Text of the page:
From 1967 to 1978, The Carol Burnett Show was a weekly showcase for Carol's versatile comedic talents and with series regulars Harvey Korman, Lyle Waggoner, Vicki Lawrence and countless guest stars. It played out much like a vaudeville show and most of the time followed a consistent structure- Carol herself would begin the show chatting with the audience which quickly became known as "Q&A" as she would get asked questions about the show (long before anyone in the world could send her email) and sometimes get put on the spot. Following this would be comedy skits as Carol and company assumed an infinite number of characters, with one or two more serious musical performances from one of the week's guests in between and ending with a "Finale" sketch that would also often incorporate song and dance leading to Carol's "So Long" as the guests signed her autograph book. In the days with only three TV networks, no cable channels and VCRs still a few years in the future, it was one of the shows that had a wide appeal and came close to being a live performance in viewers' living rooms.
Many of the 1970s Carol Burnett Shows have been released in DVD collections but "legal mumbo jumbo" (as Carol calls it in the liner notes) kept the first five seasons away until now. This six-disc "Lost Episodes" set from Time-Life features 16 episodes (selected by Carol herself) ranging from the very first in September 1967 (where Carol tells us that we're missing "I Spy" and "The Big Valley" on the other two networks) through March 1972. The impressive list of guest stars includes Lucille Ball (on two episodes!), Eddie Albert, Nancy Wilson, Bob Newhart, Chita Rivera, Don Rickles, Mel Torme, Jim Nabors (Carol's "good-luck charm" who returned for each subsequent season's premiere) Bing Crosby, Paul Lynde, Steve Lawrence AND Eydie Gorme, Burt Reynolds, Don Adams, Lesley Ann Warren, Phyllis Diller, Andy Griffith, Bernadette Peters and Carol Channing- to name just a few!
As these particular shows haven't been seen in a while, it's interesting to see the beginnings of what would become favorites later on as well as some that didn't quite catch on. Tim Conway wouldn't become a regular cast member until 1975, but he shows up as a "guest star" on so many episodes here that he might as well have been from the start. Carol playfully flirts onstage with hunky castmate Lyle Waggoner many times, but she eventually decided that being married to the show's producer Joe Hamilton, this wasn't such a good idea. The favorite recurring "As the Stomach Turns" soap opera parody has Carol playing the housewife "Marion" dealing with outlandish issues (with at least one of the guest stars joining in) and visits from long-lost relatives. "Carol and Sis" sketches were inspired by Carol's real-life experience having her younger sister living with her during her first years of marriage- though "Sis" is played here by Vicki Lawrence (hired for the show mainly for her striking resemblance to Carol) while real sister Chris waves from the studio audience. "VIP" takes stabs at celebrities- the very first of which had Carol portray child star Shirley Temple in adult form and entering politics but acting as the same "little girl" she was in her films.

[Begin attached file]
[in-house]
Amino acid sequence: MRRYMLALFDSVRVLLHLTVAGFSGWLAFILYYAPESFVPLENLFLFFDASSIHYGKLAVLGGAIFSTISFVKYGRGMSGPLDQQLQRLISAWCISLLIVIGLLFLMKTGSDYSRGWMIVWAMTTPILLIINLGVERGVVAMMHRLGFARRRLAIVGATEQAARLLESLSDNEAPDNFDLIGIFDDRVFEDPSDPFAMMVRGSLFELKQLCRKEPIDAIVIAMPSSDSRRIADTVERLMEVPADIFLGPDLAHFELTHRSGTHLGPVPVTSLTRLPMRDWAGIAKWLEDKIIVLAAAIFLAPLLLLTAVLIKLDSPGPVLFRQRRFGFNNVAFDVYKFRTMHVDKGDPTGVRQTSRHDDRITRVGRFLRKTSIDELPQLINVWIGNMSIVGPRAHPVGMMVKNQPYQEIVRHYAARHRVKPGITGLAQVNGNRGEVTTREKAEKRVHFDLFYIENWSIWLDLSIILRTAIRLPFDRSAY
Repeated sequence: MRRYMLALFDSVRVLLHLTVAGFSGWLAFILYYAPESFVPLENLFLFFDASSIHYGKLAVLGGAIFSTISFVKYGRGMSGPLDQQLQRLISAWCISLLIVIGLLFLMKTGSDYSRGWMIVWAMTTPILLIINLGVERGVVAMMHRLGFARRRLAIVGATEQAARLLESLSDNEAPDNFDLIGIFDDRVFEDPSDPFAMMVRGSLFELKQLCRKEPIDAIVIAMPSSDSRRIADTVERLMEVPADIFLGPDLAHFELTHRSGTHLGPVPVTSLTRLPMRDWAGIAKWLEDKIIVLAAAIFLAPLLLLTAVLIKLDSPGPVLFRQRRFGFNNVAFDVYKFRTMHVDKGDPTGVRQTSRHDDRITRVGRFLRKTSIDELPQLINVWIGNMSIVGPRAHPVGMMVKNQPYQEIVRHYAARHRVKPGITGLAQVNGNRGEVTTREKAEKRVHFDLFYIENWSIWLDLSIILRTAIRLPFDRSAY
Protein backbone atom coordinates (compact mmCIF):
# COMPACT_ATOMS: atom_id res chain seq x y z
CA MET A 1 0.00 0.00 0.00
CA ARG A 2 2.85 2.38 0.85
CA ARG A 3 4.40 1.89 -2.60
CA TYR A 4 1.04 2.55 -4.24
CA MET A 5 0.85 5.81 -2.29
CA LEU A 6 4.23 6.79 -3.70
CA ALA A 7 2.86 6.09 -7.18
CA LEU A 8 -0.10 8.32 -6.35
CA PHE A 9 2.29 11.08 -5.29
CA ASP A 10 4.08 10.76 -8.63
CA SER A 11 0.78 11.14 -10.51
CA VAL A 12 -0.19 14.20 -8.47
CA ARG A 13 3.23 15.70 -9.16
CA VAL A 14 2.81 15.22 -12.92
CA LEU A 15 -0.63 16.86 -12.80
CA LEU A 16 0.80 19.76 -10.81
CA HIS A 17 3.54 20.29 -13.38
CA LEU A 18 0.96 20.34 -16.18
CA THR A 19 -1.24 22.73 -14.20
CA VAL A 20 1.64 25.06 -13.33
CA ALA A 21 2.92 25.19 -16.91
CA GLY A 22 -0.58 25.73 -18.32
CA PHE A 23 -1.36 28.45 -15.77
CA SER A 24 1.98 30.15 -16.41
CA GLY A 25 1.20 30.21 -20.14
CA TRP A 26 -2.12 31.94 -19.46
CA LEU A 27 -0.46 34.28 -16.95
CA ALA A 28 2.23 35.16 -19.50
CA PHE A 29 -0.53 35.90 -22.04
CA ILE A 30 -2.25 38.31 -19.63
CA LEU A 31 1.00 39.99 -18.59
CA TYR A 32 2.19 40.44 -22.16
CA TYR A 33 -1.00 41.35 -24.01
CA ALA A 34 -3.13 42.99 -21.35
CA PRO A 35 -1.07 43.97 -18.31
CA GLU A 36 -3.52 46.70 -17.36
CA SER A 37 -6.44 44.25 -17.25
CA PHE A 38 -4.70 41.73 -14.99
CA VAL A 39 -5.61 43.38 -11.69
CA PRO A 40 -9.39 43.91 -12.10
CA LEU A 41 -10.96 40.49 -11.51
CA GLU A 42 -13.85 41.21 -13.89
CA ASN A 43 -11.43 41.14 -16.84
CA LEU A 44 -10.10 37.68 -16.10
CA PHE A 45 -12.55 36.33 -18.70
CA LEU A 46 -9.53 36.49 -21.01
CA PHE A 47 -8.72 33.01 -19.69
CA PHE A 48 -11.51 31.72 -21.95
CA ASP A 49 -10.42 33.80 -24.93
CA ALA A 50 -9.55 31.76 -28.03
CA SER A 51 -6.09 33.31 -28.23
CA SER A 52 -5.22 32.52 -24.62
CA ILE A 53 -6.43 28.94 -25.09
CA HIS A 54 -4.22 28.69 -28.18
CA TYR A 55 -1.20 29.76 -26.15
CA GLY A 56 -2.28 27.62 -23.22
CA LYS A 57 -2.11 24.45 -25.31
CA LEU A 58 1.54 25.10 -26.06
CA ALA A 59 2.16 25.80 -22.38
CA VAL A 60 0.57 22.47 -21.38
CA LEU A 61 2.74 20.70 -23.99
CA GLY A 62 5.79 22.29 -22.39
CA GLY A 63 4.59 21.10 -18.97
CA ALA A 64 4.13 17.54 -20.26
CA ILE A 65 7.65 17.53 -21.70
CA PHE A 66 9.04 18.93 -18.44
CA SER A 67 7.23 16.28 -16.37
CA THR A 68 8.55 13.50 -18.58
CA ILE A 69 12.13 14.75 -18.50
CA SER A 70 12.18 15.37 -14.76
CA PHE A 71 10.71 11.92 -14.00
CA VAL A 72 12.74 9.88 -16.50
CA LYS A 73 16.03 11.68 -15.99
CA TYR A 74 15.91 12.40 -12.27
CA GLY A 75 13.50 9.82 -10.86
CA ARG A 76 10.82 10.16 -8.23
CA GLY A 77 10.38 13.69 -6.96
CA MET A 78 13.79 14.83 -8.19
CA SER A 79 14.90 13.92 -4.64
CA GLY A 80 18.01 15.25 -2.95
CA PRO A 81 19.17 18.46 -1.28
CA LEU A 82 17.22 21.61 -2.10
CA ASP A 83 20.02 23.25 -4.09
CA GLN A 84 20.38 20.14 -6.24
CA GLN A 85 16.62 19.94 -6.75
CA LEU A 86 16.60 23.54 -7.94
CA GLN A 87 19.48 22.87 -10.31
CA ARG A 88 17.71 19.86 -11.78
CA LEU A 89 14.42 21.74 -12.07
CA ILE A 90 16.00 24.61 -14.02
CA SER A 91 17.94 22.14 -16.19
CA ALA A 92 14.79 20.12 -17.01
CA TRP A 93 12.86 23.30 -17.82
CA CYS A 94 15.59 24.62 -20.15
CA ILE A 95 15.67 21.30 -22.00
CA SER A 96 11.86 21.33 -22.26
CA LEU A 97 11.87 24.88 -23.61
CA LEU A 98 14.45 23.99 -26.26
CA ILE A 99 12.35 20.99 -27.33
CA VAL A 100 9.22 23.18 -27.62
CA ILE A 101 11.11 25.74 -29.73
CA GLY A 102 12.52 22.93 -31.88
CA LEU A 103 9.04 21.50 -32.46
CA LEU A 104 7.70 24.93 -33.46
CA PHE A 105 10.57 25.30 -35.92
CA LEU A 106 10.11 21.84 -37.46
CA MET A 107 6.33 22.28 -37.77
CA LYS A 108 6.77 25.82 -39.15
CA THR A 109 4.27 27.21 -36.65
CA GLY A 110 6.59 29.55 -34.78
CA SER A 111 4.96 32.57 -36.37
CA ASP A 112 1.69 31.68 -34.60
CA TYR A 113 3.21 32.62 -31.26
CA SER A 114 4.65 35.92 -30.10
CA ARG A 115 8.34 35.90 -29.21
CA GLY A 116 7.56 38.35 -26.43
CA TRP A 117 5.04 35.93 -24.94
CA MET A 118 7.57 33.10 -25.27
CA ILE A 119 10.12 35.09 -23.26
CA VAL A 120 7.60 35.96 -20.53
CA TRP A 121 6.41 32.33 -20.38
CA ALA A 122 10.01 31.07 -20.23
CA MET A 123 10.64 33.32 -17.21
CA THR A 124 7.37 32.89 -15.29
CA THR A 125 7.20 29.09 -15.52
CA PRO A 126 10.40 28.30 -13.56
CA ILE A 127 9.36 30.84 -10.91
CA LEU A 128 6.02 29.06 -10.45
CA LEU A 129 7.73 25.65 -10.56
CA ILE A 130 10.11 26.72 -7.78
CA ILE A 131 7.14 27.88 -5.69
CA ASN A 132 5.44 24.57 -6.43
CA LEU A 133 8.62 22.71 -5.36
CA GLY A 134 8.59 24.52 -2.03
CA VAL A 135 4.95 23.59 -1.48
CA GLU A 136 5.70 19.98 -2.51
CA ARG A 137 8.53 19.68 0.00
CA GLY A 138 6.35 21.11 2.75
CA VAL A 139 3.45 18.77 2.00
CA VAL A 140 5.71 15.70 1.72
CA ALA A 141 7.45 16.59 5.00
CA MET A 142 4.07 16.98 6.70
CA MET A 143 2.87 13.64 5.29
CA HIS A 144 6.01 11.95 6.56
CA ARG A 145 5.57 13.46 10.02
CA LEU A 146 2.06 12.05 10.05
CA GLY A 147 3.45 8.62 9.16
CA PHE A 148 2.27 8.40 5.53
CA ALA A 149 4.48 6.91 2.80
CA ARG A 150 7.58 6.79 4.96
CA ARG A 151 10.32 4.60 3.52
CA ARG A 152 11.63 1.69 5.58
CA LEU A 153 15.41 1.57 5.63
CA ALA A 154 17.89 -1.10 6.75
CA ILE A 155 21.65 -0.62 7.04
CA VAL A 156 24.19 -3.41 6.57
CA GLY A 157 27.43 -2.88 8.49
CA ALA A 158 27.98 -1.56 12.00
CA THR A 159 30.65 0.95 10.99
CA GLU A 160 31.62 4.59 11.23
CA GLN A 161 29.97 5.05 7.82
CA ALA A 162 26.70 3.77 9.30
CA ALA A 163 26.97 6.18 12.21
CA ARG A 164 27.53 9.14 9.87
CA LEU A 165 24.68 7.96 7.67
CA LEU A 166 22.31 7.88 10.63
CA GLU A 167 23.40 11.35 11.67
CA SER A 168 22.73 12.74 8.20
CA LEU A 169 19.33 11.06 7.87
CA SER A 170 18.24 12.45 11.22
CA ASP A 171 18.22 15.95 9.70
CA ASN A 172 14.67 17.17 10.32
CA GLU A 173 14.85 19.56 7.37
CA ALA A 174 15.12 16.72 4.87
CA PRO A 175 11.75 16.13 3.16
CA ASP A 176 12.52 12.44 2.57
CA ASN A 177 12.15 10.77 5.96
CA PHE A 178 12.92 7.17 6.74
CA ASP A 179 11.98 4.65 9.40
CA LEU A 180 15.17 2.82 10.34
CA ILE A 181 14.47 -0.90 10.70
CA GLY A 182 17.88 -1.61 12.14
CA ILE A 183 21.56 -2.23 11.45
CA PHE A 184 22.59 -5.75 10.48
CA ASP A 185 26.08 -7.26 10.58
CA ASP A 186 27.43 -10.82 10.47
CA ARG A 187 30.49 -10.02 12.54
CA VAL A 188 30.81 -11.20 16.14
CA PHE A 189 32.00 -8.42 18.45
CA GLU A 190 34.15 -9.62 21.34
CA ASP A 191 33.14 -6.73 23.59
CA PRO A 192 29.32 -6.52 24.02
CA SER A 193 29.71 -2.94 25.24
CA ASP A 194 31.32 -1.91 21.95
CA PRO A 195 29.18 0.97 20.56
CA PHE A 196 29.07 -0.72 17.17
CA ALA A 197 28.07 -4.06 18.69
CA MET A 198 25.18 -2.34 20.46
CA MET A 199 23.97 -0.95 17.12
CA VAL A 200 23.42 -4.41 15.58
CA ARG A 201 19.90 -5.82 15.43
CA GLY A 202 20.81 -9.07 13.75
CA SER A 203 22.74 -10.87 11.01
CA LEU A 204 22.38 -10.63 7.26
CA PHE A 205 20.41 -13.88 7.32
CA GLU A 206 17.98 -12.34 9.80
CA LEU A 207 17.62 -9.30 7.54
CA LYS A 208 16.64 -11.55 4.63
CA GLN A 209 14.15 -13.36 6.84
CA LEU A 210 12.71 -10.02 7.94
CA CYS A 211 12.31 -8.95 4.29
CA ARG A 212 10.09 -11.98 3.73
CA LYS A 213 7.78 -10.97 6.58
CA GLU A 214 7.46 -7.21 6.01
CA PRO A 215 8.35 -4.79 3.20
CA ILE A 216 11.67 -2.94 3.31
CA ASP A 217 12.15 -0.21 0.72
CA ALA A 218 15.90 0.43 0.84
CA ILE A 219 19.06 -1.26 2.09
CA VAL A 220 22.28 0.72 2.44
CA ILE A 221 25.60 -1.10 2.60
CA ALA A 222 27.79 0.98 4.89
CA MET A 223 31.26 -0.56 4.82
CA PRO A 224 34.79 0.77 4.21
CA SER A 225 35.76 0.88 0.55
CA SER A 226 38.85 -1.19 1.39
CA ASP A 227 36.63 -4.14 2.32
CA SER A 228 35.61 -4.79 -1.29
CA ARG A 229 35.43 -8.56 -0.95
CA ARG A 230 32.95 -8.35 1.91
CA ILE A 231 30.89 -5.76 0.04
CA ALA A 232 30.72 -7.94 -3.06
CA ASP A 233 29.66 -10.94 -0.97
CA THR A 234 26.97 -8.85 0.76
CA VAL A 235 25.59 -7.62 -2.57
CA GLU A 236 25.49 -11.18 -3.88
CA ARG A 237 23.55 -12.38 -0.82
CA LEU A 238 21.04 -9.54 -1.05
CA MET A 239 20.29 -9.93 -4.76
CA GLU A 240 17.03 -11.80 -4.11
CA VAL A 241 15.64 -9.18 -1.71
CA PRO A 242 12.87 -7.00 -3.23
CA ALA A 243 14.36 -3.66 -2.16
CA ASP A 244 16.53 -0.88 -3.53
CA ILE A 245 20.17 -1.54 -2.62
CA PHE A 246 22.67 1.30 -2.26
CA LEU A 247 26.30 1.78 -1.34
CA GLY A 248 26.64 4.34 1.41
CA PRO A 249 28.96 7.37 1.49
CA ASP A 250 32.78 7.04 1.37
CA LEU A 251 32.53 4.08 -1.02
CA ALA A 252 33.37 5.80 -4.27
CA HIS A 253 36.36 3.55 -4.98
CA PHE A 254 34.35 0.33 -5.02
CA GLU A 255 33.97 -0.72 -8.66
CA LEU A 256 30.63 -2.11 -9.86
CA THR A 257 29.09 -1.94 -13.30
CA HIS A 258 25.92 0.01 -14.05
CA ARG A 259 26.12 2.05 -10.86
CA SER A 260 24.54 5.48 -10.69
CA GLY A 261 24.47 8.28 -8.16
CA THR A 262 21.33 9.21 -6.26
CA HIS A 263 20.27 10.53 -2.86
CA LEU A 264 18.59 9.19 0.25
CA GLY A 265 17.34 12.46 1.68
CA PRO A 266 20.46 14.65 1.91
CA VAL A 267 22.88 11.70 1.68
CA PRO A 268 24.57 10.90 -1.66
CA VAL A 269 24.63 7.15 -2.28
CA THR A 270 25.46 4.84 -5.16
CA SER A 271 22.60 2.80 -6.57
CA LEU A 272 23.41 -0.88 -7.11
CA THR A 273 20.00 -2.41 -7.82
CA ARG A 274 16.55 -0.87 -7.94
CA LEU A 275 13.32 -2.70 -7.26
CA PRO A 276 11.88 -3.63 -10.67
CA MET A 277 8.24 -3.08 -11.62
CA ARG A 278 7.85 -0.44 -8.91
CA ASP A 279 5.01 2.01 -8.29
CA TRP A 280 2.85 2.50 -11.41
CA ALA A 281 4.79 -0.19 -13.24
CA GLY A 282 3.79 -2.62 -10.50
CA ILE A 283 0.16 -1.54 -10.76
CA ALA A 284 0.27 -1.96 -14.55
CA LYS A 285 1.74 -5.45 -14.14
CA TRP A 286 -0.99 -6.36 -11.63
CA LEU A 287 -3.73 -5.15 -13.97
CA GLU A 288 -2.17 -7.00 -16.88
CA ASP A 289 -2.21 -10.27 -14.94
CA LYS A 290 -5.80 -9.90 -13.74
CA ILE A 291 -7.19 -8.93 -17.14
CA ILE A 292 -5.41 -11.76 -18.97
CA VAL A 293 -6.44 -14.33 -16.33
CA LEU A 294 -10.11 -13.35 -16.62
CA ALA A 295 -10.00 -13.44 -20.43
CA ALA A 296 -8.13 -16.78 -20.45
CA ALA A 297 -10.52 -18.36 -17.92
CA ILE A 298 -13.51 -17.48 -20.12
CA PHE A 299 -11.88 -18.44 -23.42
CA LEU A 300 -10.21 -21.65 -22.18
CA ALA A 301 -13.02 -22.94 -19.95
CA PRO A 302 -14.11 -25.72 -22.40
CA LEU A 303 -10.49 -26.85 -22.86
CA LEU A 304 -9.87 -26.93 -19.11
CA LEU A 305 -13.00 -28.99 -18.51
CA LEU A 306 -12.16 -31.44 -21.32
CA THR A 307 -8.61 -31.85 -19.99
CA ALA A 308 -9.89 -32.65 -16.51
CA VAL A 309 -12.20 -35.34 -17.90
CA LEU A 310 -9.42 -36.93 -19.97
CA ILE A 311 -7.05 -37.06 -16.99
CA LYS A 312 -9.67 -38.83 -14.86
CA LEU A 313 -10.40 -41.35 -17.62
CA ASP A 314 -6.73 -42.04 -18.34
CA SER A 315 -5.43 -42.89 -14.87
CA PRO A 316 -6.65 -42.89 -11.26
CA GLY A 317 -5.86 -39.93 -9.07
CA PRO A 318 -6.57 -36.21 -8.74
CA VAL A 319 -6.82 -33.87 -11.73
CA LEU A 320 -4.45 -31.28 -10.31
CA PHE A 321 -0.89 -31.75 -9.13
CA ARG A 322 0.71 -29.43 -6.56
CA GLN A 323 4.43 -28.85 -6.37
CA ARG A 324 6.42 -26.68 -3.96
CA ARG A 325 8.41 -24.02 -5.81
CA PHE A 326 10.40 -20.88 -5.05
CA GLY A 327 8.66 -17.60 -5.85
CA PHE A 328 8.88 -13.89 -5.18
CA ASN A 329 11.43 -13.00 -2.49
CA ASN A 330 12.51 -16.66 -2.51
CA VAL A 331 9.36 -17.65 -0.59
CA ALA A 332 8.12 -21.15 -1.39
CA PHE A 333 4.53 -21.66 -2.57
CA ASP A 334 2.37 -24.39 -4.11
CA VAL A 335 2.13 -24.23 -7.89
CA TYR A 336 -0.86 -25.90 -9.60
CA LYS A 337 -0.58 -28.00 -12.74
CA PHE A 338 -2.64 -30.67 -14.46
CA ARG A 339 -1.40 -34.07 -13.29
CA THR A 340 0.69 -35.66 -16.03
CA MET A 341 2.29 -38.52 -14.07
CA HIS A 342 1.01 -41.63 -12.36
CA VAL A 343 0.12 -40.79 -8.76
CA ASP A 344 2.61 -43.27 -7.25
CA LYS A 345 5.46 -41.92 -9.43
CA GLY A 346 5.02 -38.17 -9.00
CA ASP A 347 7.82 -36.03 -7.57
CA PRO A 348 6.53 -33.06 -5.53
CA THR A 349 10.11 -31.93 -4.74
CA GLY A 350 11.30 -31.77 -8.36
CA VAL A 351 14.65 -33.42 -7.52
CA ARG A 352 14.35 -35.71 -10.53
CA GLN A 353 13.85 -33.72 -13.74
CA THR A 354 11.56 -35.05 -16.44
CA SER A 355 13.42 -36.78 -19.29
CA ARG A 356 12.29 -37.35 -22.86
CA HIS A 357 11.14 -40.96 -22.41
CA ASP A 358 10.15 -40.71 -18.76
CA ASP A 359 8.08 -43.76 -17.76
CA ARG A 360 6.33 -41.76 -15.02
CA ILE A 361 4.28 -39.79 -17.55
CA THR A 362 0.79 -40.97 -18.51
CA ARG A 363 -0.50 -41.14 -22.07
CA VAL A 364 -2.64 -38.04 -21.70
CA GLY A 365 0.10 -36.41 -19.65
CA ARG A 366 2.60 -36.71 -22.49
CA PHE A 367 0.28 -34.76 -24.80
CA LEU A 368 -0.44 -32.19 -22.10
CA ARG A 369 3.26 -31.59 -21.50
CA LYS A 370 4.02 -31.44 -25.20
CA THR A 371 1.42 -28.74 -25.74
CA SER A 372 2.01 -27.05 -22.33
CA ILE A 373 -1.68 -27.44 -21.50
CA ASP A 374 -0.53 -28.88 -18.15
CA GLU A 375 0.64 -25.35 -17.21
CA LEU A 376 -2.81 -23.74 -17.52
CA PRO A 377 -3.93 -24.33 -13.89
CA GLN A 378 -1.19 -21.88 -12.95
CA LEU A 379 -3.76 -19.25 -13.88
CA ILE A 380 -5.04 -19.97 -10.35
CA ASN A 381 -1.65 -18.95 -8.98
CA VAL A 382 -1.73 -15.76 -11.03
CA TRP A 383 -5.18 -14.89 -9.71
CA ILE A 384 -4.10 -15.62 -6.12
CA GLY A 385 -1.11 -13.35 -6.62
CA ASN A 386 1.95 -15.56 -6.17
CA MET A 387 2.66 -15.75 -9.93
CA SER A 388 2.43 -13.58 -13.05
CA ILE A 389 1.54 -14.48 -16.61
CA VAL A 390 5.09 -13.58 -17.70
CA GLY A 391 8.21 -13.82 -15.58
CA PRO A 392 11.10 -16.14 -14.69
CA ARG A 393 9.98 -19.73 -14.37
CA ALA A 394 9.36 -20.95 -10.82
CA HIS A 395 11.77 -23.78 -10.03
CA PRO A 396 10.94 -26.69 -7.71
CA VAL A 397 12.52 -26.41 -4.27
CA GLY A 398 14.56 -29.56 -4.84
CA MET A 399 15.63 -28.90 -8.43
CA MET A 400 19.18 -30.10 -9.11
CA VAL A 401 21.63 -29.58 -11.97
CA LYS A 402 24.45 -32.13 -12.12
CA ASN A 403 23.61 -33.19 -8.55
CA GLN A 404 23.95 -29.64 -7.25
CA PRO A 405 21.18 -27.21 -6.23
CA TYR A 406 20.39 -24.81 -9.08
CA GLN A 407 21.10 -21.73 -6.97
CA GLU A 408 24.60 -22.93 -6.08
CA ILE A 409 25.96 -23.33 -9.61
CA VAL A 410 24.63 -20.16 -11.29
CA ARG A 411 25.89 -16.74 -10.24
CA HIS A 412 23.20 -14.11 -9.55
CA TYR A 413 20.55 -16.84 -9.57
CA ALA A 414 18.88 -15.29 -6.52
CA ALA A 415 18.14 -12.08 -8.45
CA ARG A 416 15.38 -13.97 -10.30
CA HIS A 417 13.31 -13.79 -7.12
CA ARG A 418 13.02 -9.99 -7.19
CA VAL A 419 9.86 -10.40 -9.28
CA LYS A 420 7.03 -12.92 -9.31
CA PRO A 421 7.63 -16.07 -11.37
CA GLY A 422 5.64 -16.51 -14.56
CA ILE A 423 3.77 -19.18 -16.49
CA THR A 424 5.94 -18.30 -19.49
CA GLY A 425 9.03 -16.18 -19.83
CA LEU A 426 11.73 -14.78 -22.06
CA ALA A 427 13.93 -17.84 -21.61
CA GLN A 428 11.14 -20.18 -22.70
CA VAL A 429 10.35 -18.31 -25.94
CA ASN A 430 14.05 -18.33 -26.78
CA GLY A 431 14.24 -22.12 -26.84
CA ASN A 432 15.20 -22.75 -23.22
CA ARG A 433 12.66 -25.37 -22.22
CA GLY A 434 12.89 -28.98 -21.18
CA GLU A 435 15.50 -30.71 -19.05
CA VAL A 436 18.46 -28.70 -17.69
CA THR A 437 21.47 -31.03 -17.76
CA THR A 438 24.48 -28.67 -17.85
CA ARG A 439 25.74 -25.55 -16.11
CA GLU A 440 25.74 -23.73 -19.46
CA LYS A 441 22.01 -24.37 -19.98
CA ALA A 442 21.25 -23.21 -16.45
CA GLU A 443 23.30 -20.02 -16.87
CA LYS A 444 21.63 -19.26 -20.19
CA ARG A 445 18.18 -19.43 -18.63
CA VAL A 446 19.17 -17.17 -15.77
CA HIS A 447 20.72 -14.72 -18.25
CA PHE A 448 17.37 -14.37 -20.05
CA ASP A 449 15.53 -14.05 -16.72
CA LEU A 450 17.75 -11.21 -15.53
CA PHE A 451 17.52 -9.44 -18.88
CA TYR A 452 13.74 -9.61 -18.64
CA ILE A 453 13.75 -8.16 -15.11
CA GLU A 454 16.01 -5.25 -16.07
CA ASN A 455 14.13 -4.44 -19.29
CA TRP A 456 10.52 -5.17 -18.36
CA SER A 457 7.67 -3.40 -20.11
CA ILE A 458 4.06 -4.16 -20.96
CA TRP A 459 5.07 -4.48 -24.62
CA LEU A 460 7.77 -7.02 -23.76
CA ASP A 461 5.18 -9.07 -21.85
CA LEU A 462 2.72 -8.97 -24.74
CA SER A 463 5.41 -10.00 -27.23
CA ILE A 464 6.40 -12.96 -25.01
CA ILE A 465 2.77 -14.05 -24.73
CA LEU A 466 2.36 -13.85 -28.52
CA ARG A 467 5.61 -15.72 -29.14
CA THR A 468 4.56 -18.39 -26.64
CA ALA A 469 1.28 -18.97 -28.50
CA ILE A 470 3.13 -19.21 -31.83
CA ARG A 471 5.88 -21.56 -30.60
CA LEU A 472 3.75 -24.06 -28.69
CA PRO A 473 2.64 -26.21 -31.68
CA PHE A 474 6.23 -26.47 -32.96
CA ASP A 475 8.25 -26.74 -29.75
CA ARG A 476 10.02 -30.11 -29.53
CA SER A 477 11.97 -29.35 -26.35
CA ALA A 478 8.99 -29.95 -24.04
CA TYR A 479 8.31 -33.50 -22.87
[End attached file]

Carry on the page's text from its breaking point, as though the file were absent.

While not every sketch is a winner, there's more laughs to be had in each show than an entire evening of most of today's network fare, and one really senses the camaraderie amongst the principal cast through most of them. Observant viewers will frequently notice signs of them breaking character and laughing- it's been stated that while the show was edited on tape rather than broadcast live, most of these "break-ups" were intentionally left in. Very occasionally the guests did simple stand-up comedy routines, such as Flip Wilson here relating his experience in the military. The Carol Burnett Show really stands out however from its incorporation of music. As was typical of "variety shows" of the era (all but gone today), the laughs would pause for at least one straight-forward song performance onstage from one of the guest stars. Some of these will likely seem unintentionally funny and dated to today's viewers, such as Eddie Albert singing "Father of Girls" in a bedroom set, and Mel Torme in an office setting crooning "Take a Letter, Miss Jones" to a young secretary sitting at a typewriter. Plenty of these are quite heartfelt though and make one long for TV (and music in general) to return to this sort of thing, such as Eydie Gorme singing "A House is Not A Home" to a fogged camera lens amidst a set of chandeliers. (Several Burt Bacharach and Hal David songs are featured in this set, including TWO different performances of "The Look of Love"- one by Bobbie Gentry and the other from Mama Cass Elliott.)